Dave Nicol is a Senior Support Worker with Streets Ahead in Duns, and has recently completed the SCQF Level 7 Management course through the Department of Enterprise and Business Innovation (DEBI) at Borders College.
Dave moved into a management role just as a national lockdown was introduced, and quickly recognised that he needed to improve his skills and knowledge in this area. Read his story below:
My employers, Streets Ahead, offered me a promotion in February 2020 into management. I wasn’t under any illusions that this was going to be an easy transition for me if I accepted the post. After thinking about it and recognising that Streets Ahead management would support me fully, I accepted the post.
Unfortunately, when I started my new post, the Government announced the first national lockdown. This unprecedented event made moving into my new role a bit unusual, to say the least. I walked into a position awash with new emergency legislation that directly affected my role and responsibilities. However, lockdown aside, it quickly became apparent to me that, to be effective in my new position, I would have to rethink and develop my people-management skills. This included managing myself, as well as others.
After a short while in the job, I was working on a reactionary basis to instructions from line managers and constantly playing catch up. Bear in mind, however, these were extraordinary times for the sector and still are. To resolve these issues and become pro-active in my role, I needed to identify the areas I was lacking in skills and address them.
My main setback was that my skills and knowledge of social care weren’t being shared effectively with staff, due to my inexperience of managing others. In hindsight, at this point I was trying to manage a team on an ad hoc “lead by example” fashion, and didn’t recognise the importance of certain processes.
I was starting to feel a bit discouraged and confused with different aspects of my job. I reflected that I wasn’t performing to my full potential and brought it up at my first joint review since being promoted.
After sitting down and discussing this with my line manager, we identified areas where I felt I needed to develop my skills. At the top of this list was methods of managing staff. This resulted in her suggesting I enrol on a PDA in Managing Self and the Work of Others at SCQF Level 7 course at Borders College.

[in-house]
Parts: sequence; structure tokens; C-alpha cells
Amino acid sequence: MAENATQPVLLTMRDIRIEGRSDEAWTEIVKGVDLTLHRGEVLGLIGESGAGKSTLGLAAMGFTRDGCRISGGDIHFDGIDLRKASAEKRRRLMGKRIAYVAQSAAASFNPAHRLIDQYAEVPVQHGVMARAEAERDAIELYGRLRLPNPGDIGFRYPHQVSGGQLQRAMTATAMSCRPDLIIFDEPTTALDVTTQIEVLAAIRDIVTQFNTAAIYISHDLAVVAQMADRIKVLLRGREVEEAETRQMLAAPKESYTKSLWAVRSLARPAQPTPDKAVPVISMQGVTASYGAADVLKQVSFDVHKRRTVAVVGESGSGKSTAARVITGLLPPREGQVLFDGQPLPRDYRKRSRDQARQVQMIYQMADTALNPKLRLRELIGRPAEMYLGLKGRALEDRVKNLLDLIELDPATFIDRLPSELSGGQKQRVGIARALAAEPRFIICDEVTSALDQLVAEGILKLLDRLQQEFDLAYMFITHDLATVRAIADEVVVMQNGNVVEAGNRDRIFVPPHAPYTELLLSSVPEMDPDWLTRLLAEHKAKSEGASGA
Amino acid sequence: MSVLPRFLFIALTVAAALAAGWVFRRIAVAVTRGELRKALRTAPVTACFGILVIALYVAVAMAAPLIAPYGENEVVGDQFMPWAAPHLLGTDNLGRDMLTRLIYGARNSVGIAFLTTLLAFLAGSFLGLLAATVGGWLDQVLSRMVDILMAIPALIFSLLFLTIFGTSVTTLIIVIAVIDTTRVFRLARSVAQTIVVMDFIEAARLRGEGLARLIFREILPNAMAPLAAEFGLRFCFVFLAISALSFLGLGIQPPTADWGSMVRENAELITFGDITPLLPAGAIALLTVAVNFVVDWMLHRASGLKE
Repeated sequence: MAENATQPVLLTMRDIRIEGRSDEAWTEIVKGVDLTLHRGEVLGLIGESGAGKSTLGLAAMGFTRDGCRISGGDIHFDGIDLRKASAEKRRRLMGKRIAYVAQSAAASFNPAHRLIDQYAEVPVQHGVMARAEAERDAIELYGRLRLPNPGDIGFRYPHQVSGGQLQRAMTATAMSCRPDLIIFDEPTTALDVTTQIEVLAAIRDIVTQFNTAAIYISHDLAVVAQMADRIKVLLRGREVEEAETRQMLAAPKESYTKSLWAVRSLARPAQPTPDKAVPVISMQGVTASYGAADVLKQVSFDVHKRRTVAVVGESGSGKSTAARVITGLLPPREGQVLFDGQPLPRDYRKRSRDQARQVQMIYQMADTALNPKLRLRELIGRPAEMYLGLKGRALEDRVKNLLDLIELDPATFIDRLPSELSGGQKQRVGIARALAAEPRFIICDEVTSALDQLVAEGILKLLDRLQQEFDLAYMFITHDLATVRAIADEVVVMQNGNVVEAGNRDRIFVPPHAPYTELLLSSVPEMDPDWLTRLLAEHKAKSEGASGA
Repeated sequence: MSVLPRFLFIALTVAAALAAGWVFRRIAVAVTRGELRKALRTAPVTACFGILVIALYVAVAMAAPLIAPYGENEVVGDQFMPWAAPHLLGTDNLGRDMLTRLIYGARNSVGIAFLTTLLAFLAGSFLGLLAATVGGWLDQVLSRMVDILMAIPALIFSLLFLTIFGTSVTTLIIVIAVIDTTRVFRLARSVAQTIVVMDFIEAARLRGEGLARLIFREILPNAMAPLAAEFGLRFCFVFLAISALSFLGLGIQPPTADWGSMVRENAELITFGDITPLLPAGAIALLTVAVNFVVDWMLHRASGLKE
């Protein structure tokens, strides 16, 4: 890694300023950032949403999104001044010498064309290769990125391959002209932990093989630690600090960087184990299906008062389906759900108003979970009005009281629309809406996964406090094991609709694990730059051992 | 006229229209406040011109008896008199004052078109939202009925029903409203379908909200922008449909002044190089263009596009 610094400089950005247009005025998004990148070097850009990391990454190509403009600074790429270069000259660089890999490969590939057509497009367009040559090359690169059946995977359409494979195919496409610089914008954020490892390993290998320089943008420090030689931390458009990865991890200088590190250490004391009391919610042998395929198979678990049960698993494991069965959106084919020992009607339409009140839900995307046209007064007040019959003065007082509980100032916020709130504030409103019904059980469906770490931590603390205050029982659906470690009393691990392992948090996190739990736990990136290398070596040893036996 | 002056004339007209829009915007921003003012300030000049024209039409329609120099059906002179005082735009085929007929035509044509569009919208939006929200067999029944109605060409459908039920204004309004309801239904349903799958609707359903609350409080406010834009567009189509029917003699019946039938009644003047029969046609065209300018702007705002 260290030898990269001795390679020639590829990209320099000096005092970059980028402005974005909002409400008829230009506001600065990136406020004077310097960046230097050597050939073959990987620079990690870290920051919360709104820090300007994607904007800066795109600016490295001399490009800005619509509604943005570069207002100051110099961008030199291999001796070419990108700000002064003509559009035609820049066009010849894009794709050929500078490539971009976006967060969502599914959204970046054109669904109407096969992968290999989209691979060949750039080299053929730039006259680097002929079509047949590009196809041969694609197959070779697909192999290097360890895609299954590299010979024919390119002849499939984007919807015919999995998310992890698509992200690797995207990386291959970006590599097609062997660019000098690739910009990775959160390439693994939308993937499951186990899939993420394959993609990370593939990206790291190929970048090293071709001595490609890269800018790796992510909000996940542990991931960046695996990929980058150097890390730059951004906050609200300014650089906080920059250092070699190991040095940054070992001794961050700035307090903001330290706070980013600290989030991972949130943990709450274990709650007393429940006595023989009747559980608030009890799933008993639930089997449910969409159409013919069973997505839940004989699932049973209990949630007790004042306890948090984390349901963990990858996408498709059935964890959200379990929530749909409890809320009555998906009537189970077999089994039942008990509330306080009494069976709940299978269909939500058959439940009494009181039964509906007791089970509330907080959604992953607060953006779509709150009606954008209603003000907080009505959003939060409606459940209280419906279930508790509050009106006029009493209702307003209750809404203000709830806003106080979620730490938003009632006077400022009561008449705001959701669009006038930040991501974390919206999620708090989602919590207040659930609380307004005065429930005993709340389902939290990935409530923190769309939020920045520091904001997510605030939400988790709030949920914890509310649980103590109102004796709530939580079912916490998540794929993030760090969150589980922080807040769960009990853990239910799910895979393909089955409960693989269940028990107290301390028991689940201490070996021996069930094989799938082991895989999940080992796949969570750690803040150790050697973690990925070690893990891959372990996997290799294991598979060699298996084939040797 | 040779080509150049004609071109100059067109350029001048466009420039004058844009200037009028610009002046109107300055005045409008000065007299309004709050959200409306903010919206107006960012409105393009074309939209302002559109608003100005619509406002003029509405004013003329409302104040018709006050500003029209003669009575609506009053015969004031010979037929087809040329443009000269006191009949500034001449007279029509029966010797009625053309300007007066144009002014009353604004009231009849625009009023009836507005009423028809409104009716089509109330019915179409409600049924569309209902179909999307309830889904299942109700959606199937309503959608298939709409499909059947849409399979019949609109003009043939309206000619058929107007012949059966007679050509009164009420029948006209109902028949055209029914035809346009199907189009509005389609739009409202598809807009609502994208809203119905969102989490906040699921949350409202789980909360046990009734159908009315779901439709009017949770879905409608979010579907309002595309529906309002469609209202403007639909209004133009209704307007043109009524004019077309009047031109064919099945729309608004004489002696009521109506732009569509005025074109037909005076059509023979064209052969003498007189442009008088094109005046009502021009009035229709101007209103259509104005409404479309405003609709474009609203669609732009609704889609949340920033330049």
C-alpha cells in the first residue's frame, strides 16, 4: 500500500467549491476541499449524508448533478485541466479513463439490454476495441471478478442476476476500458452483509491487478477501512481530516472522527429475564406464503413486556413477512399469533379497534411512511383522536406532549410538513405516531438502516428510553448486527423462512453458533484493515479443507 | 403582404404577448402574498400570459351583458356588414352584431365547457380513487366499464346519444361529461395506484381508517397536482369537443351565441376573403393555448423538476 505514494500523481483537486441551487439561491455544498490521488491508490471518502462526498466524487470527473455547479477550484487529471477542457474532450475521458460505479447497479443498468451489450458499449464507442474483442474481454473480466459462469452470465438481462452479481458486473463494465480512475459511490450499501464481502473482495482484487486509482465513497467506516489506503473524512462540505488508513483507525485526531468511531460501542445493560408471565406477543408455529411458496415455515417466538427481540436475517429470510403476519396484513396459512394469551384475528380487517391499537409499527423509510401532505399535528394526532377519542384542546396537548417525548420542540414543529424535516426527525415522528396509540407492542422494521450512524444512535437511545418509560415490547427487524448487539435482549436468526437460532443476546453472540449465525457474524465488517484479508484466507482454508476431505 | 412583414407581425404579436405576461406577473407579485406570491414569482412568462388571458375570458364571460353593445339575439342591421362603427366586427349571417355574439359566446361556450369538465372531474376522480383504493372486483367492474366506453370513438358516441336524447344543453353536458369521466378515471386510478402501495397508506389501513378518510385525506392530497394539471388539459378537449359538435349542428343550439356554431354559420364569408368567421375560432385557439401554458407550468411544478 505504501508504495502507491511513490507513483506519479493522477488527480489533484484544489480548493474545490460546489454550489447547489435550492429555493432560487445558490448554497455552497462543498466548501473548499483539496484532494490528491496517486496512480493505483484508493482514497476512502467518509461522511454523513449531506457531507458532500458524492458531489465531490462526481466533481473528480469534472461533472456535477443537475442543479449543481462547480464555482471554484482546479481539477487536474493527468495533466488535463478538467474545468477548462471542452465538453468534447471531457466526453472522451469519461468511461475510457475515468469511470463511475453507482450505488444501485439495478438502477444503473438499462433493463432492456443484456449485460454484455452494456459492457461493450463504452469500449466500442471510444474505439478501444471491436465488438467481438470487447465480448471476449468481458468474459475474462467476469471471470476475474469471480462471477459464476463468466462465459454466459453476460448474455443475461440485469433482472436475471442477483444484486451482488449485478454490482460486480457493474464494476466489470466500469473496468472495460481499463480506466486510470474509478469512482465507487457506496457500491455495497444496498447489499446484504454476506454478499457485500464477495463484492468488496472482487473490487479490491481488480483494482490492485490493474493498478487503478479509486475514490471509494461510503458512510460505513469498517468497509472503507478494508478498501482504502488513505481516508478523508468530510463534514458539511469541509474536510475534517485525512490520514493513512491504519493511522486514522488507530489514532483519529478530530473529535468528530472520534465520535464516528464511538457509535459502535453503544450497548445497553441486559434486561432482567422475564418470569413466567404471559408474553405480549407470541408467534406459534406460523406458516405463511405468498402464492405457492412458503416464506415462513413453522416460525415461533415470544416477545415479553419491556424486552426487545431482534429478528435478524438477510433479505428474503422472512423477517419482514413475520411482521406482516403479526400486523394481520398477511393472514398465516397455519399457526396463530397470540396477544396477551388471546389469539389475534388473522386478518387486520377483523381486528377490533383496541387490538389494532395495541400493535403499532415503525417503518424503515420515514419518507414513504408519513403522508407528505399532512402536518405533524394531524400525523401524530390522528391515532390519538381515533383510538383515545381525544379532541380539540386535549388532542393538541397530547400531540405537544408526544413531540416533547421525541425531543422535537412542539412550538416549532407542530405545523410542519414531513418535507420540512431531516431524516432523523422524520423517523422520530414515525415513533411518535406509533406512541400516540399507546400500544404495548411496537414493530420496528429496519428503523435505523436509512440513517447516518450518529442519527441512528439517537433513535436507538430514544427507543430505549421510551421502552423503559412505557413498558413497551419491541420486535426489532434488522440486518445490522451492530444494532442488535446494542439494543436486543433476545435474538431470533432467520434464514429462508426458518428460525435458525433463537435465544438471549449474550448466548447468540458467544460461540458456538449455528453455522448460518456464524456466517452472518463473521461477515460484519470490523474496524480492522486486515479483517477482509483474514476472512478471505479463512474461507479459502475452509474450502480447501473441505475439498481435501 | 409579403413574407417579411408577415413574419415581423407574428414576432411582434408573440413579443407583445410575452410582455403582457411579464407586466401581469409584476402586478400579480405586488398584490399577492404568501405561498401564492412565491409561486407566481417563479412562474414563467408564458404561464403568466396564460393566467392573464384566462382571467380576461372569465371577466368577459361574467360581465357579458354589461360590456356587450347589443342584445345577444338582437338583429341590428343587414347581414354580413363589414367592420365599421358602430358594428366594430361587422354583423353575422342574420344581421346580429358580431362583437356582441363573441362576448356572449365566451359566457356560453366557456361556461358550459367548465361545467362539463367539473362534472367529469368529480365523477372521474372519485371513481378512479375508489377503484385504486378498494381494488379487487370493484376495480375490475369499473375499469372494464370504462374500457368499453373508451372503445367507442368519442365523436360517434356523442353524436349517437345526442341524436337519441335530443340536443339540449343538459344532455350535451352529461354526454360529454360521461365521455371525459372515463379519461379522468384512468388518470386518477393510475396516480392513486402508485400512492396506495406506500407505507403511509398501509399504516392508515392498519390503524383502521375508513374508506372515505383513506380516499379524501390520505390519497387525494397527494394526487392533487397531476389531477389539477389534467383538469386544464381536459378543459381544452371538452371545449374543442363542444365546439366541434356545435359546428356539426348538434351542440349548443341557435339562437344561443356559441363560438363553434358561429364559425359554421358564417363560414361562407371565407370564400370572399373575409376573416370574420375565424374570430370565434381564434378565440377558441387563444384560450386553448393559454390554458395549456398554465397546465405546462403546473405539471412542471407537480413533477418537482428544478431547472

I saw this as an excellent opportunity to turn things around and clarify my objectives.
I was a bit nervous at my first online session, but Alan Elder, my tutor, quickly put me at ease when he went over the way it worked and what our joint objectives were. I felt that Alan and myself started to build a positive professional relationship from day one, which helped a lot. When I was given my first criteria to work on, he went through the best way to tackle it. He explained to me about being able to methodically link the criteria and offered some charts and dialogue examples, where I could see clearly what he meant.
During the course it became apparent to me that although I took part in all of the following processes, I hadn’t been recognising the vital importance of how they all must work together to be fully effective.
- Staff joint review and appraisal process
- New staff induction process
- Recognising limitations of staff
- Recognising potential in staff and nurturing it
- Interpreting company/national policy and applying it
- Having measurable plans and goals in place to gauge outcomes
- Team meetings and communication
- Monitoring trends for forward planning
By studying the criteria and chatting to Alan, I also became aware of how important it is to focus on individuals’ strengths and weaknesses and how important it is to take them into account when allocating tasks. The joint review and appraisals processes is an excellent tool for measuring development and then addressing any issues with strategic plans of action.
In a nutshell, the course made me focus on areas that I didn’t fully understand the importance of when managing myself and others. I now understand why we place such importance on the processes I have bullet-pointed above.
I have also learnt the importance of prioritising tasks and mapping them out in a smart fashion to gauge results and make them measurable for all to see, and how to take appropriate action when need be.
Before going on this course, I wasn’t using the management tools at my disposal in a systematic fashion.
I have now reached a point where I can better manage my own workload and responsibilities in a more organised fashion, building upon my own confidence with a greater understanding around management. At Streets Ahead we are always looking to recruit enthusiastic and forward-thinking individuals. Go to our website for further information by clicking here.
Borders College Tutor/Assessor Alan Elder, who taught Dave throughout, commented:
“We worked through the qualification using a combination of written assignments and professional discussion sessions. We had weekly catch-up sessions, which helped us break things down into smaller portions and set weekly targets.
“As Dave is in full-time employment, this worked well, allowing him time to focus on work and complete his award. He has been an excellent candidate to work with – always completing assignments on time and to a very high standard.”
If you are interested in studying towards a management qualification at Borders, click here to see the courses available.Recommend0 recommendationsPublished in